It was a cold winter evening, but we were sustained by a delicious sausage and apple pie and gravy from the foodhall, plus a very decent coffee. These photographs were all captured handheld using the default settings on an iPhone 12.
Back in August, in the time Before Second Wave, we enjoyed a grand day out riding a steam train at the Dean Forest Railway in Gloucestershire. It is a really lovely experience, especially for little ones, and I hope they will be able to survive the pandemic.
Photographic entertainment while the Little One enjoyed an ice lolly during a day out to see the sights of London. This was taken by resting the camera on my backpack, which was across my lap. I had to do quite a lot of work on the RAW file but the end result is surprisingly good for basically a handheld shot in the middle of the day.
Visiting a dinosaur museum in August is never going to be a calm or relaxing experience. Our chance to go earlier in the year whilst older children were in school had been nixed by COVID-19, but with numbers limited by social distancing, it was a fun and enjoyable outing.
After a wonderful view of this ancient monument while driving past in a slow moving traffic jam, the lack of rain meant it seemed a great idea to pay a visit to this World Heritage Site. Sadly, being July, hundreds of other people had the same idea and a limited schedule meant I did not have time for the full £18 experience. In theory you can walk up quite close to the stones without enduring the long queue for a ticket, but the pedestrian approach from the visitor centre did not surpass the drive-by view from the A303. Lesson learned: next time I will pre-book and get up close.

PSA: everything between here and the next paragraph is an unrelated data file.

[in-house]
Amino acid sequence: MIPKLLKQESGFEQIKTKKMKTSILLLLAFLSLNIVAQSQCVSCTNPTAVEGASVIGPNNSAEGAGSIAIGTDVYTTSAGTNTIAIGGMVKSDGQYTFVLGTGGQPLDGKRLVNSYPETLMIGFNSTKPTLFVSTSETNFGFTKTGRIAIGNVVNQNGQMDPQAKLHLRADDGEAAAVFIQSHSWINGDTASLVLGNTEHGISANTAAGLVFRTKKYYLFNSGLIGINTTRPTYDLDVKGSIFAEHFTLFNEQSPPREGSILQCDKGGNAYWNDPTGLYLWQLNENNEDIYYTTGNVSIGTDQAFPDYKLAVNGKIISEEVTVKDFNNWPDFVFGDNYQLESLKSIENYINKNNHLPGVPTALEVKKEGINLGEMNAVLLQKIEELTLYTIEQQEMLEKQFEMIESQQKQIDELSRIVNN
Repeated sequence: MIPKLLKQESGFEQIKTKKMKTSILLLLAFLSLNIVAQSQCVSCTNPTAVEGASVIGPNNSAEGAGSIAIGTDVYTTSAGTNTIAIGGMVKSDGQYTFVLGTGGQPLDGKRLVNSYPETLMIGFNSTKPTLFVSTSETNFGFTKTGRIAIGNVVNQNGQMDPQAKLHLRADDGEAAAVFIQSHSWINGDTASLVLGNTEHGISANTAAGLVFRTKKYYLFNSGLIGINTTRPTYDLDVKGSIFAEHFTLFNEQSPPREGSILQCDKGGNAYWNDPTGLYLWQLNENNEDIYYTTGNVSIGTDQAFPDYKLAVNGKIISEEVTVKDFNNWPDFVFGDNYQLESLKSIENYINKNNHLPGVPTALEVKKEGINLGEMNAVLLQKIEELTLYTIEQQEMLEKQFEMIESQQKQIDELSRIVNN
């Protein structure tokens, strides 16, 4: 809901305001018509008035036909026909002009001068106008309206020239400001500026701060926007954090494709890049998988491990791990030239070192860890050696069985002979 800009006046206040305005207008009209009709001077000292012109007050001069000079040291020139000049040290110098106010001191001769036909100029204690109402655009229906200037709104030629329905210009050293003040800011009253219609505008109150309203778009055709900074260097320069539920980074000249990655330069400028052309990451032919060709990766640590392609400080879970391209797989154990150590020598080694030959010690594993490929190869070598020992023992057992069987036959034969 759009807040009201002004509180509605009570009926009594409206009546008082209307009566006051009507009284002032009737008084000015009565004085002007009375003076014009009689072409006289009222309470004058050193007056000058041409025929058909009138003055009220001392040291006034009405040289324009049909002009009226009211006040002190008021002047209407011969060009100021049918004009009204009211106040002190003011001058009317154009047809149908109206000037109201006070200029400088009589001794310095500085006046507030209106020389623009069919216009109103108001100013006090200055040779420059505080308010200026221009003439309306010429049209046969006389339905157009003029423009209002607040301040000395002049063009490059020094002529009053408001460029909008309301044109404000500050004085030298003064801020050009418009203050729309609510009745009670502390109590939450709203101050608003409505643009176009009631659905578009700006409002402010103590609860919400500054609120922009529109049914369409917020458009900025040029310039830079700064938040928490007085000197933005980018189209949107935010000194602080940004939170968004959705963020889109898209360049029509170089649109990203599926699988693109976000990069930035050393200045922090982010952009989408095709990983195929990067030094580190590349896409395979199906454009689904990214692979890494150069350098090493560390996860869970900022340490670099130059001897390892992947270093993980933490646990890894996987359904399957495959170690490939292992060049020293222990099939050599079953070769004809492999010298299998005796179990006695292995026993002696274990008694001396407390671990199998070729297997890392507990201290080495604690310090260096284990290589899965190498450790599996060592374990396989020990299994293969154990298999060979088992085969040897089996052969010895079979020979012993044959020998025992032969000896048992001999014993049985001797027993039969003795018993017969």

We did not have the most photographic weather for our trip to the Lake District in May but the boats on Lake Windermere provided some diversion from the rain and clouds.
Windermere station is a beautiful 15 minute train journey from Kendal and with a tourist information and kitchenware superstore next to the station, the journey felt much more civilised than trying to navigate unfamiliar country roads in a rented car.
Since we had arrived directly after breakfast, we decided to delay walking the mile down hill to the lake itself and first take in the views from Orrest Head. Unfortunately the weather was not on our side and while the many different shades of grey-coloured clouds over the lake provided atmospheric views, the wind blew showers of rain at us frequently enough that we were not encouraged to linger at the top. The helpful lady in the tourist information had recommended an extended walk from Orrest Head so with the indomitable spirit of people who got up early and will enjoy their holiday in spite of the weather, we struck out over grazing land divided by picture postcard dry stone walls to reach the Lakeland Horticultural Society’s Holehird Gardens. The rain did not last and even I thought the garden was pretty impressive for its range of flora and colour.
Retracing our steps it did not seem long before we were back in the town of Windermere and warming ourselves up on some proper comfort food at Lazy Daisy’s café. Windermere was much less touristy than I was expecting, even for a working Thursday, although later I realised that this was probably due to it still being another mile from the lakeside! The lakeside itself was overrun by SAGA coach parties as expected, but there were some very quiet walking paths which quickly took us away from the hubbub to some pretty spots such as the Sheriff’s Walk, Cockshott point and Queen Adelaide’s hill.